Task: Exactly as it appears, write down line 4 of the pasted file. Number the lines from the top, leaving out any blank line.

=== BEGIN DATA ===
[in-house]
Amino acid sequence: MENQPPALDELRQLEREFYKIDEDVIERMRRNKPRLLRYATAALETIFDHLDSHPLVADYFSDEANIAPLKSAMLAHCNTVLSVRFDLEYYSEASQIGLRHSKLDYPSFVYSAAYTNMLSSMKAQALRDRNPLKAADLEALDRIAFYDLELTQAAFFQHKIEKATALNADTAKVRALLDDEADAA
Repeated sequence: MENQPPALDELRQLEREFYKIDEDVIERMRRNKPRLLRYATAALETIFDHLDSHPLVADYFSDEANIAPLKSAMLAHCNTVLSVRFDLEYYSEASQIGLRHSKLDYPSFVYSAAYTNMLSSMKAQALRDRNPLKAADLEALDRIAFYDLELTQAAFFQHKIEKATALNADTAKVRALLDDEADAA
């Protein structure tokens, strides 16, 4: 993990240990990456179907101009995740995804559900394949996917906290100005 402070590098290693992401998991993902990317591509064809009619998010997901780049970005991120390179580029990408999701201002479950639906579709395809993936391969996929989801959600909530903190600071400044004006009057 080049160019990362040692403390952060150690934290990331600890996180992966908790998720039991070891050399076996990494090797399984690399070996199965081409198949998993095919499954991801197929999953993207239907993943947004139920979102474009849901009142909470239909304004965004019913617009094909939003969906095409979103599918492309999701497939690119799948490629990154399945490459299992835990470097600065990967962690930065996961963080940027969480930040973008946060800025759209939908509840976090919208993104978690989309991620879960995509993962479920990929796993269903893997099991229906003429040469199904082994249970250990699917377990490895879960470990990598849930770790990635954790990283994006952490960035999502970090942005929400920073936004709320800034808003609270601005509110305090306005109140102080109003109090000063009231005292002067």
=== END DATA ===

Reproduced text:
């Protein structure tokens, strides 16, 4: 993990240990990456179907101009995740995804559900394949996917906290100005 402070590098290693992401998991993902990317591509064809009619998010997901780049970005991120390179580029990408999701201002479950639906579709395809993936391969996929989801959600909530903190600071400044004006009057 080049160019990362040692403390952060150690934290990331600890996180992966908790998720039991070891050399076996990494090797399984690399070996199965081409198949998993095919499954991801197929999953993207239907993943947004139920979102474009849901009142909470239909304004965004019913617009094909939003969906095409979103599918492309999701497939690119799948490629990154399945490459299992835990470097600065990967962690930065996961963080940027969480930040973008946060800025759209939908509840976090919208993104978690989309991620879960995509993962479920990929796993269903893997099991229906003429040469199904082994249970250990699917377990490895879960470990990598849930770790990635954790990283994006952490960035999502970090942005929400920073936004709320800034808003609270601005509110305090306005109140102080109003109090000063009231005292002067």